What other words come to mind when you hear the word ‘monk’?
meditation… peace… enlightenment… compassion… kindness… mystical…
This would have been my answer a few years ago, and at least the first five of the list are still clinging, but they are now mingling with other words such as; cell phone, Mercedes Benz, demonstration, 18 year old Scotch…
I don’t know about the rest of us, but having not been exposed to monks until the latest phase of my life, I realize now that I had romanticized, exaggerated, and archetypal ideals of monks that only a handful of monks in the world could probably ever accomplish. The greatest thing I’ve learned about monks since moving to Korea is what we all have in common; they are human.
Of course the life style and teachings monks are deservedly privileged with are ideal for attaining higher consciousness (and the knowledge of there being nothing to attain), it’s still a long, trying path. Putting on robes and showing your scalp doesn’t place you very far along it. I must admit, the monks I’ve associated with have been most of the kindest people I’ve met, and I believe that is a testament to the teachings and diligent practice they follow. There also seems to be a social veil that has been refreshingly lifted when talking to monks. Yes, they have their own rules and social structures, and follow strict hierarchies, but things like shame and embarrassment, and other obstacles of the ego we bound ourselves with can be put down. I’m saying this because the rest of what I will say is not intended as negativity towards monks (until six months ago I was very close to becoming one), it is just to breakdown the dualistic illusion that I personally held and may have been sharing with others.
Unfortunately as I keep meeting, keep conversing, keep learning, I start to see a lot of the same things we all struggle through. The monk I previously wrote about in “What’s This?” probably spends as much time at city hall protesting as he does at his temple. The monk who runs the temple around the corner is of a Japanese sect, allowing him to have a family. They aren’t on speaking terms anymore because the other monk’s daughter is selling barbecued pork (along with a whole line of others ) right in front of his temple. He’s trying to stop it but it’s too big of a tourist attraction. It wouldn’t be unreasonable to move them down at least a hundred meters further from his grounds though.
When I lived in Daegu, I used to visit DongWhaSa at least monthly. In one of my earlier visits, I walked down to a heritage behind the car park to find a carved, white stone Buddha. A monk came out to greet me and I pointed to the picture in the pamphlet I had and he led me to the shrine and opened the doors for me. There was the beautiful carving before me and the first thing he did was grab a big shinny apple off the shrine and hand it to me. I pointed to the apple and back to the statue trying to suggest that this apple wasn’t meant for me. He shrugged his shoulders and pushed my hand up to my mouth so much to say, “Somebodies gotta eat it and it’s not going to be the statue!” I showed him my camera and he motioned me gestures of encouragement. When I ran out of angles, I came out and he invited me and three young Koreans into his room for tea. He didn’t speak English and I hardly knew a phrase of Korean but the only difficult part was sitting on the hard floor with my legs crossed. He spoke for about an hour to the Koreans and it seemed interesting enough and he would occasionally fill my tea cup with a large grin. At one point, one of the girls cell phones rang and she dashed her hand into her pocket and quickly turned it off with red cheeks and a big apology.I could tell he told he it was OK, then looked at me with a grin more full of mischief then tea. None of us could keep from laughing about five minutes later when another phone rang and he calmly pulled a white cell phone from the pocket of his grey robes. I used to find it amusing to see monks on cell phones when it was a novelty. From the reaction of the Koreans with me, it was just as funny for them, although it may have been the situation. Or it may be that it’s only been the last three years or so that it’s became more common for monks to have cell phones. I’ve hardly met a monk who doesn’t carry one now. I’ve also heard many foreigners in Korea asking why monks need cell phones, but why does anyone need a cell phone? People aren’t aware of the Buddha’s teaching’s on possession. If I’m not mistaken, the emphasis is on non-attachment, not rejection of possession. Buddha’s way was the middle path and rejection is just the opposite extreme of attachment.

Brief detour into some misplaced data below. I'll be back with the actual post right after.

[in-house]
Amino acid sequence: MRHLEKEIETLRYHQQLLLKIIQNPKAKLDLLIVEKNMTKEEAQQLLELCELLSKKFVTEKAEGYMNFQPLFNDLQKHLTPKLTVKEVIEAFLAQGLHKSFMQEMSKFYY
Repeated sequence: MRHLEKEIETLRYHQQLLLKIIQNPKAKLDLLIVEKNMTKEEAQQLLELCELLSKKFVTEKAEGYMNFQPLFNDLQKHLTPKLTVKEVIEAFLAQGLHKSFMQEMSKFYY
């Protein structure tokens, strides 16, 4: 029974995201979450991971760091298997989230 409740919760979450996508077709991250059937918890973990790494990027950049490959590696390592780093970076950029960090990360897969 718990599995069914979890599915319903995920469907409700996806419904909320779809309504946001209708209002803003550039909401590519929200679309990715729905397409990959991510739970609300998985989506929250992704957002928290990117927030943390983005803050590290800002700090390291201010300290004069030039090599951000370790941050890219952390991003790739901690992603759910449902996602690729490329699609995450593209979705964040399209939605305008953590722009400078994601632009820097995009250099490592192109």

So have a cell phone, just don’t get too upset when it falls into the river. It’s not entirely rare, either, to walk through the woods for a few kilometers to a temple and have the first building you see be a car garage with a couple luxury vehicles parked inside. In defence, I’ve been told that it’s the expectation of the laypeople to see the head monk of the temple in a nice, expensive car, so this is more an attribute of being Korean than an element of Buddhism.
None of these things would be particularly interesting, if it weren’t for my perception that monks should be a certain way, and even now most of these stories would be very interesting if they were to happen again. Even two weeks ago when I was offered a Korean specialty seaweed soup, I was only mildly surprised that it was full of beef, mostly because of all the times I’ve eaten it, this was the first time I’d seen it with meat added. I had already eaten various forms of flesh with monks about a dozen times. Once again, it’s just a reminder that we are all human, just some of us are perhaps a bit ahead in the game.